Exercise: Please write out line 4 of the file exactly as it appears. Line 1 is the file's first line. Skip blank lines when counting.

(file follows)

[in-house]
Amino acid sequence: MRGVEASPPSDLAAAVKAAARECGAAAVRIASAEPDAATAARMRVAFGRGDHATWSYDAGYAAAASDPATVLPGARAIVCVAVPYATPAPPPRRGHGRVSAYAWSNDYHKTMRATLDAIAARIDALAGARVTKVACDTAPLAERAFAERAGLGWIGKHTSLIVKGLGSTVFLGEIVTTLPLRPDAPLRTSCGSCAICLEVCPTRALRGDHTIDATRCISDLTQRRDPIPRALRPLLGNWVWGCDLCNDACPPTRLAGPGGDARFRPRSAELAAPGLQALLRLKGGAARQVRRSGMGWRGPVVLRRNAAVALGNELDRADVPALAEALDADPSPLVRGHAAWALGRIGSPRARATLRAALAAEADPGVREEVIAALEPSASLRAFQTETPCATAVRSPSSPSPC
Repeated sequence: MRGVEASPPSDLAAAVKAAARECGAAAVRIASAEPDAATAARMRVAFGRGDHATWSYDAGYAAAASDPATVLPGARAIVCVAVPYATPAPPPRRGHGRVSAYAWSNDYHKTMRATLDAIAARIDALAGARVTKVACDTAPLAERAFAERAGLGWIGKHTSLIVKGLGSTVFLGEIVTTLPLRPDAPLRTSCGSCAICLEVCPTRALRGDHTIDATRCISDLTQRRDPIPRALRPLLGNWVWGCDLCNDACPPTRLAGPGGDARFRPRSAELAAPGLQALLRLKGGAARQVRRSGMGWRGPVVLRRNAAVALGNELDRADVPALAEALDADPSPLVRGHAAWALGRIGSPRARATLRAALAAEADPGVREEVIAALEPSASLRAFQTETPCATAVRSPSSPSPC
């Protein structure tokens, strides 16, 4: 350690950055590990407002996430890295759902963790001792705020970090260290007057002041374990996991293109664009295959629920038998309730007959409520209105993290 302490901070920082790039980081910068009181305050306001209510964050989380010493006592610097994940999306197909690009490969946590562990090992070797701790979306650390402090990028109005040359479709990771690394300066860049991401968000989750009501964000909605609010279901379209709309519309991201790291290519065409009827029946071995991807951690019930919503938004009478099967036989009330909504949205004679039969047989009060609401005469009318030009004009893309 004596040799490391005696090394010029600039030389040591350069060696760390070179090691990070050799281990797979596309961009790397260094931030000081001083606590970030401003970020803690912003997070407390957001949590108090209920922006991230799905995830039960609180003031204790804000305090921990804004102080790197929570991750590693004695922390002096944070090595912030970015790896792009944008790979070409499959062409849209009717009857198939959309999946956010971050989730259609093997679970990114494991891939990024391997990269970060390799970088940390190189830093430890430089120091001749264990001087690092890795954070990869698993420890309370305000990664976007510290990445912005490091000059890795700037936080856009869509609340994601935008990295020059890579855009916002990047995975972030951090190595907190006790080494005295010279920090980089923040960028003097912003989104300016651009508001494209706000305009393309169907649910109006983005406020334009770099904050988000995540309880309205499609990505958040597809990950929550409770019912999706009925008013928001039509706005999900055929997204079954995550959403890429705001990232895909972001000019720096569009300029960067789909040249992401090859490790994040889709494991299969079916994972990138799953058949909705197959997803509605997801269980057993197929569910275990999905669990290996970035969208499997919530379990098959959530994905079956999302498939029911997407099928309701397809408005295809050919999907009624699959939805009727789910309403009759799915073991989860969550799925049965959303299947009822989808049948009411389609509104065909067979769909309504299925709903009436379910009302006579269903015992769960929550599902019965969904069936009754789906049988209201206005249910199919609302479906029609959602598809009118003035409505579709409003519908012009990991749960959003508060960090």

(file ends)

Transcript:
């Protein structure tokens, strides 16, 4: 350690950055590990407002996430890295759902963790001792705020970090260290007057002041374990996991293109664009295959629920038998309730007959409520209105993290 302490901070920082790039980081910068009181305050306001209510964050989380010493006592610097994940999306197909690009490969946590562990090992070797701790979306650390402090990028109005040359479709990771690394300066860049991401968000989750009501964000909605609010279901379209709309519309991201790291290519065409009827029946071995991807951690019930919503938004009478099967036989009330909504949205004679039969047989009060609401005469009318030009004009893309 004596040799490391005696090394010029600039030389040591350069060696760390070179090691990070050799281990797979596309961009790397260094931030000081001083606590970030401003970020803690912003997070407390957001949590108090209920922006991230799905995830039960609180003031204790804000305090921990804004102080790197929570991750590693004695922390002096944070090595912030970015790896792009944008790979070409499959062409849209009717009857198939959309999946956010971050989730259609093997679970990114494991891939990024391997990269970060390799970088940390190189830093430890430089120091001749264990001087690092890795954070990869698993420890309370305000990664976007510290990445912005490091000059890795700037936080856009869509609340994601935008990295020059890579855009916002990047995975972030951090190595907190006790080494005295010279920090980089923040960028003097912003989104300016651009508001494209706000305009393309169907649910109006983005406020334009770099904050988000995540309880309205499609990505958040597809990950929550409770019912999706009925008013928001039509706005999900055929997204079954995550959403890429705001990232895909972001000019720096569009300029960067789909040249992401090859490790994040889709494991299969079916994972990138799953058949909705197959997803509605997801269980057993197929569910275990999905669990290996970035969208499997919530379990098959959530994905079956999302498939029911997407099928309701397809408005295809050919999907009624699959939805009727789910309403009759799915073991989860969550799925049965959303299947009822989808049948009411389609509104065909067979769909309504299925709903009436379910009302006579269903015992769960929550599902019965969904069936009754789906049988209201206005249910199919609302479906029609959602598809009118003035409505579709409003519908012009990991749960959003508060960090």